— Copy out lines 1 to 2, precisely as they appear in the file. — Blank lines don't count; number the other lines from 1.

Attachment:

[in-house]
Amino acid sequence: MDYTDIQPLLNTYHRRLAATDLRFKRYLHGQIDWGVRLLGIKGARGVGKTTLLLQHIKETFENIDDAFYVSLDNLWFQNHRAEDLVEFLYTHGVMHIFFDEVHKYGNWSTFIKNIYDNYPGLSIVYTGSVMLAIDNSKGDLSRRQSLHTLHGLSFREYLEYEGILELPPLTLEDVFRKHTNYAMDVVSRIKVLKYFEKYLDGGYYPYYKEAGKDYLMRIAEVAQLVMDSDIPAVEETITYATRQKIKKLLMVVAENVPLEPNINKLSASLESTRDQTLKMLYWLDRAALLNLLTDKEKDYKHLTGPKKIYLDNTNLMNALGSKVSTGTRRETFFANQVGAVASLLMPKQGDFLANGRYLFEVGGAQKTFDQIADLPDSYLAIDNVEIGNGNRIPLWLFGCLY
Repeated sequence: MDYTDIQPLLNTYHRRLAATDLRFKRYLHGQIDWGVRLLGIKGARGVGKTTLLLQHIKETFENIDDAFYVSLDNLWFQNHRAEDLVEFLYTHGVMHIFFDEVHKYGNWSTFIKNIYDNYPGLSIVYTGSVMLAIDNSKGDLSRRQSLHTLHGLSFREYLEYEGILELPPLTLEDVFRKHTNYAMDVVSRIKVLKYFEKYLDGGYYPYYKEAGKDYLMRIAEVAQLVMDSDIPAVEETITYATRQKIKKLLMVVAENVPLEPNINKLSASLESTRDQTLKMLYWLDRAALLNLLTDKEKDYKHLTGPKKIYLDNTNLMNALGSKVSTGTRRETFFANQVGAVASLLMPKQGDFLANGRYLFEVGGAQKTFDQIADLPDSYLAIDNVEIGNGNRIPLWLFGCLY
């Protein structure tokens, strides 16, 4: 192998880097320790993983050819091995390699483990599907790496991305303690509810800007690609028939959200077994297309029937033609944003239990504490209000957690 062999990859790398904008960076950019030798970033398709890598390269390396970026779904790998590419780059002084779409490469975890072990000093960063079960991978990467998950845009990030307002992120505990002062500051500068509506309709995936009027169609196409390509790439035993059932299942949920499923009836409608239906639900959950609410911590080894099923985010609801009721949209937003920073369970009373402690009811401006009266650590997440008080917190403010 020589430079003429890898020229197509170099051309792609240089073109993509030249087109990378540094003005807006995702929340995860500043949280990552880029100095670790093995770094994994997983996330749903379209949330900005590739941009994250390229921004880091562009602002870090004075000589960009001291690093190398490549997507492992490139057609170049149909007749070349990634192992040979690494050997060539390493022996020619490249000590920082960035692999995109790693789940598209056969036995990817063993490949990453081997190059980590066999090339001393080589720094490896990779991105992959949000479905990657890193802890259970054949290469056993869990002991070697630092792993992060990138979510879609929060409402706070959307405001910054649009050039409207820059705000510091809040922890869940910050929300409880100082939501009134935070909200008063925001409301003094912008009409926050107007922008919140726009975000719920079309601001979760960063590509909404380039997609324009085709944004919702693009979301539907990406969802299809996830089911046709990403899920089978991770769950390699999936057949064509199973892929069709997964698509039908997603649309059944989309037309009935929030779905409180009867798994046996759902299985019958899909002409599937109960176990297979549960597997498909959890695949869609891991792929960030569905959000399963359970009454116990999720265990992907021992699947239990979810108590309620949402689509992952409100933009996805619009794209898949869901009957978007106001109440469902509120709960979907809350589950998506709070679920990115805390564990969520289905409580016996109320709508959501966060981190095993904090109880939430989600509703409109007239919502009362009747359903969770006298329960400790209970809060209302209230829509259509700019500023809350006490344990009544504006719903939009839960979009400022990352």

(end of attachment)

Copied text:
[in-house]
Amino acid sequence: MDYTDIQPLLNTYHRRLAATDLRFKRYLHGQIDWGVRLLGIKGARGVGKTTLLLQHIKETFENIDDAFYVSLDNLWFQNHRAEDLVEFLYTHGVMHIFFDEVHKYGNWSTFIKNIYDNYPGLSIVYTGSVMLAIDNSKGDLSRRQSLHTLHGLSFREYLEYEGILELPPLTLEDVFRKHTNYAMDVVSRIKVLKYFEKYLDGGYYPYYKEAGKDYLMRIAEVAQLVMDSDIPAVEETITYATRQKIKKLLMVVAENVPLEPNINKLSASLESTRDQTLKMLYWLDRAALLNLLTDKEKDYKHLTGPKKIYLDNTNLMNALGSKVSTGTRRETFFANQVGAVASLLMPKQGDFLANGRYLFEVGGAQKTFDQIADLPDSYLAIDNVEIGNGNRIPLWLFGCLY